Current Affairs Politics

Excusing The DUP, UUP, Alliance Support For The UK’s Discredited Herd Immunity Policy

It is now commonly accepted that people in the northern half of the country, the elderly and the vulnerable, those with known health conditions and those without, have been put at far greater risk of the spread of the Covid-19 pandemic because of the actions of the main leaders of the northern unionist and pro-union community, Arlene Foster, Robin Swann and Naomi Long, and their apparent belief that maintaining the appearance of the so-called “union” between the Six Counties and the United Kingdom was of greater importance than the well-being of many of their own constituents. The trio chose to force an alignment of the region’s crisis response with the inane “herd immunity” plan initially advocated by the Conservative Party government in the UK, even when that plan was revealed to have potentially catastrophic consequences for hundreds of thousands of senior citizens and those with preexisting aliments.

They did so egged on by their colleagues in the Democratic Unionist Party, the Ulster Unionist Party and the Alliance Party of Northern Ireland and by unionist MLAs in the Stormont Assembly. They did so with the support and the rhetoric of some well known local newspaper journalists and editors in the UK-ruled region. They did so against the advice of international health experts and organisations, and against the anti-coronavirus policies adopted across Europe and on this island in particular. They did so in an exercise that for some individuals seemed to be little more than an opportunity to spite the northern nationalist community and its elected leaders. Ignoring the evidence in front of their eyes the DUP, UUP and APNI chiefs failed absolutely in their duty as democratic representatives to acknowledge and reject the de facto “culling” policy advocated by the Downing Street administration of Boris Johnson.

Yesterday the Irish Times provided a platform to those individuals who are now seeking to excuse and obfuscate the inaction of the leaders of northern unionism in the face of the Covid-19 crisis, warping the sequence of events in Belfast, Dublin and London over the last fourteen days into so much word garbage. This has had the deliberate effect of turning the chief offenders in the controversy into its chief victims. Let it be stated with clarity. Such distortions are contemptible and it is to its everlasting shame that the Irish Times has joined the partisan ranks of those news media legitimising the pitiful excuses offered up by Foster and company. Excuses that fell apart under the pressure of their own voters, under the criticism of scientists and doctors in Ireland and the UK, and the eventual retreat by the authorities in London from their ill-conceived health policy. (Though there is still a strong suspicion in press circles outside of Britain and among international experts that what the British leaders are claiming in public and what they are advocating in private may be quite different things.)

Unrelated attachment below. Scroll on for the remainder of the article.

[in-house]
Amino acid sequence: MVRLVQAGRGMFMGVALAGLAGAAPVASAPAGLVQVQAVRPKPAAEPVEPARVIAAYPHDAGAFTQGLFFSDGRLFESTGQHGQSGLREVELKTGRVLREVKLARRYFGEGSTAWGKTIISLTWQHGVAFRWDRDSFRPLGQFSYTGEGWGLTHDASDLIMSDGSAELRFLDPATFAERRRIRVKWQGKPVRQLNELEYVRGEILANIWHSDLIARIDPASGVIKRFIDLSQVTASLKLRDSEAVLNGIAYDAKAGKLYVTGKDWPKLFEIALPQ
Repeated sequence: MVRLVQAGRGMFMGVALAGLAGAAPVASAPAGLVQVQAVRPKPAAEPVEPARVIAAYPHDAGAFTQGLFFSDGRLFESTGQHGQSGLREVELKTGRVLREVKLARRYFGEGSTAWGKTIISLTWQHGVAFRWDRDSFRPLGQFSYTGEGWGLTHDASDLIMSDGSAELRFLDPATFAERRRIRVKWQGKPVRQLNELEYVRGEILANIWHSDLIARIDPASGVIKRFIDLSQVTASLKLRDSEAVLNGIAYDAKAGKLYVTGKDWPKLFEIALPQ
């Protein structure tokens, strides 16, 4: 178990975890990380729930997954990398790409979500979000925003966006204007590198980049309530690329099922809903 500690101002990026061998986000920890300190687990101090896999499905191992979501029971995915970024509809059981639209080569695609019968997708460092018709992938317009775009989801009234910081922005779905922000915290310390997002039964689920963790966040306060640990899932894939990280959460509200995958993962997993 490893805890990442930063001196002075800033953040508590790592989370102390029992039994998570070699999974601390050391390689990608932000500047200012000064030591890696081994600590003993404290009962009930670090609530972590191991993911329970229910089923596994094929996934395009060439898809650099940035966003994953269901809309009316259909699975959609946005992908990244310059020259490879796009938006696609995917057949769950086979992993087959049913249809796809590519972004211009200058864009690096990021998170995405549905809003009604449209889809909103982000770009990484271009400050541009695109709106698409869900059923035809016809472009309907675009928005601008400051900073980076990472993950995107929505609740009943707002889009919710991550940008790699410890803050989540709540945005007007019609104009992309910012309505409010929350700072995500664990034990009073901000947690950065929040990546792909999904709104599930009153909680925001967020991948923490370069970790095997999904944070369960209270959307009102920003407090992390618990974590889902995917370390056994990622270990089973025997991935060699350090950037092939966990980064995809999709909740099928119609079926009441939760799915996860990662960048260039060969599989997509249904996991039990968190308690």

The response to the pandemic in the north-east of the island will now closely align with that of the rest of the country. Not just because that has always been the right – and scientific – thing to do. But because the unionist bloc in the power-sharing Executive at Stormont has been forced and shamed into doing so. That is the real story of the last few weeks. Not fatuous and untrue allegations of “Anglophobia” and “ethnic slurs” or that the controversy can be reduced to a mere question of “timing”.

28 comments on “Excusing The DUP, UUP, Alliance Support For The UK’s Discredited Herd Immunity Policy

  1. Pathetic but not surprising that the unionist parties bought wholesale into the Johnston gov’s approach. Their first consideration is always to be seen to be toeing the UK line, whatever the cost to everyone else. Must say, though, I’m surprised at the passivity and moral vacuity of Alliance on this.

    John Crace, sketch writer at the Guardian, had a great piece yesterday on the UK gov’s coronavirus response.
    https://www.theguardian.com/politics/2020/mar/19/what-we-wouldnt-give-for-a-gordon-brown-or-john-major-right-now

    Liked by 1 person

  2. As far as I’m concerned South Korea has been the “Class Act” that has done almost everything right during this pandemic while every other significantly affected country has fucked-the-chicken one way or another.

    As for Communist China this may well be their “Chernobyl”. They covered it up and arrested some of the doctors who tried blowing the whistle.

    In Britain the fuck Up was hard immunity. In much of Europe it was emulating the Chinese Communists more than a fellow Democratic Republic like South Korea. In the US it has been shortages of testing and medical supplies.